Thursday, May 21, 2009

Toshogu Shrine

How about doing some touristy things today?

When I was eleven, my family visited Japan for two weeks and the travel agency planned our trip in detail so that it included all the important Japanese things that should be seen if one is visiting Japan. I clearly remember coming to Nikko and visiting the Toshogu Shrine.

Well, 43 years have passed and I've been in Japan more than 30 years and have never made it back to the Shrine until this week. And I live only 30 minutes away!!! It is one of those places that is so close that you figure you can go there anytime so you don't bother to make a special trip.

Any of you who have been to Japan, I'm sure you've visited this shrine even if you don't remember its name. It is famous for... three monkeys, a howling dragon and a sleeping cat!

My friend invited me to join her on a visit to Nikko (she was taking a foreign student to show "real" Japan) especially because there was a famous "1000 Persons Procession" being enacted that day. I jumped at the chance and the three of us spent the morning in Nikko.

We had a little time before the procession started and so we decided to go into the shrine which has been designated as a National Treasure and World Heritage site. It is set at the foot of the shadowy Nikko mountains and is surrounded by towering ceder trees. A wonderfully peaceful place IF there weren't so many people but I guess I was one of them so I shouldn't complain.

In the grounds were beautifully hand carved buildings and pagodas. This one has the 12 Chinese zodiac figures carved along the lintels. Have you ever heard of the year of the dog, boar, sheep, rabbit, snake, dragon, cow, rat, chicken, tiger, monkey and horse?

Well, anyway. Farther into the grounds were some lovely lanterns that I think were sent to the lord of the realm as gifts from all the other samurai lords so long ago.

In the main courtyard was the carving of the very famous Hear-no-evil, Speak-no-evil, See-no-evil monkeys. Supposedly this is really a Chinese maxim that came to Japan in the 9th century but Nikko has lots of monkeys so everyone thinks of this as a phrase that came from Nikko.

Farther into the shrine was a place for taking group pictures and since every child in Japan (slightly exaggerated but not by much!) has to visit Nikko on a school trip, this is one of the first stops after the kids get off their bus. You can see one group of kids getting their picture taken while a second group "hides" behind them getting ready to jump on the platform. The kids are also instructed to turn over the rocks in the courtyard to keep them from getting mossy. Think of the number of kids that come through here every year and at any slight delay in the tour squat down to turn over rocks! Not a piece of moss to be seen on a single rock!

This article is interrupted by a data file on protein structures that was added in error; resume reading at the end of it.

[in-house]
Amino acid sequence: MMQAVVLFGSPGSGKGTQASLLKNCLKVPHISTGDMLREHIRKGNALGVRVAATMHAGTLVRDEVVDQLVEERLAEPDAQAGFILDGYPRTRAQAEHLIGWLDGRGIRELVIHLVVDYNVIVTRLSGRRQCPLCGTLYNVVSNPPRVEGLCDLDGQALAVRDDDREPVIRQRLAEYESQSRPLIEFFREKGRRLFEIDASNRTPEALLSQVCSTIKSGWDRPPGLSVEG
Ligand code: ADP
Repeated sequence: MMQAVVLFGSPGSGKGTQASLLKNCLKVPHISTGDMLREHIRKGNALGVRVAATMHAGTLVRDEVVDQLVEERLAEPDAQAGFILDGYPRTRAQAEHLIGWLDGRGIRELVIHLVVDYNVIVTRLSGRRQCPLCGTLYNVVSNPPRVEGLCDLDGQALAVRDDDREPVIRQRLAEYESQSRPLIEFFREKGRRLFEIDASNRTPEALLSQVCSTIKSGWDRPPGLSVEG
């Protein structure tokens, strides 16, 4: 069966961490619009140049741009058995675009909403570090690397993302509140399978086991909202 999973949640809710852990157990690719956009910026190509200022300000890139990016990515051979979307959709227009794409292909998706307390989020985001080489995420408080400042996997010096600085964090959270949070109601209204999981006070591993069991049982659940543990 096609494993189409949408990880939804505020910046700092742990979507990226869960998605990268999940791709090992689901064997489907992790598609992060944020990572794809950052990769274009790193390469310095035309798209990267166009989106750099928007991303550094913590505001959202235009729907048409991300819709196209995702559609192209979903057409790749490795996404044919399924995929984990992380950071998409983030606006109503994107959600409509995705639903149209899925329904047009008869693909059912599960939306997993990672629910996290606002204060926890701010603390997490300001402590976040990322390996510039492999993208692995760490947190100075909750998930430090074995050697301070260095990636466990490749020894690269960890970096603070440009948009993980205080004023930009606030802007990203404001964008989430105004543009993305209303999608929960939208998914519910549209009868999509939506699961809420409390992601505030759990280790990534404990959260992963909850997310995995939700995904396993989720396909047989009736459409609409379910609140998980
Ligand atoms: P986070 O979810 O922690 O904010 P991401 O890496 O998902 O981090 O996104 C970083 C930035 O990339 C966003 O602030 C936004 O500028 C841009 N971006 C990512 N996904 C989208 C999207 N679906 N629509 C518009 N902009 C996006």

There were good luck charms being sold at every nook and at the top of every stairway! Charms for successful studies, charms for easy childbirth, charms for finding a wonderful marriage partner and charms for traffic safety. Some were just pretty little bells to warn away evil, some were cute little stuffed monkeys and cats and dragons.

Gosh, are you getting tired of this tour? Okay. Only two more pictures and I'll leave the procession for tomorrow.

I took this picture off the Internet because we weren't allowed to take photos inside the building. This is actually in the temple that sits on the shrine grounds. Don't you think that is interesting? The religions blend and mix and exist side by side in Japan. Anyway, this is called the Howling Dragon and he is painted on the ceiling of this temple. It was demonstrated for us how when two clappers are hit within the room that very little sound reverberates but if the clappers are hit directly under the dragon's head, the the sound rings and echos reverberate around the room. Very interesting!

And finally, what I was most interested to see was the carving of Sleeping Cat probably because I distinctly remember him from my childhood! See, even back then I had a thing for cats. He is situated above a door and though I took lots of pictures of him and blocked the doorway, I never did get a focused picture and had to ask my friend to send me one of hers. On the back of the carving (on the other side of the door) are two sparrows playing and this is to show that peace and happiness exists whenever a sleeping cat is nearby!

I'd agree to that!


Laurel said...

I love following your blog. Every morning I say to myself, "wonder what Tanya's doing in Japan." I enjoy both your quilting blogs as well as the cultural ones. Take care and keep on blogging!

Marj said...

You are a very good tour director. I almost feel like I am with you there. Love seeing the sights of Japan. Keep taking us to all the places you go, I enjoy the pictures and commentary.

Allie said...

I have to agree about the sleeping cat as well! I love your posts about life around Japan. I know I'll never get there in person, so I travel to Japan through you. What a lovely, lovely place!

Shasta said...

Thank you for the free tour! It is lovely seeing Japan with you. It is never tiring.

CT said...

Soo...if I ever am in Japan, will you take me to the Shrine in Nikko? I loved all the photos, and I really, really liked the dragon in the ceiling!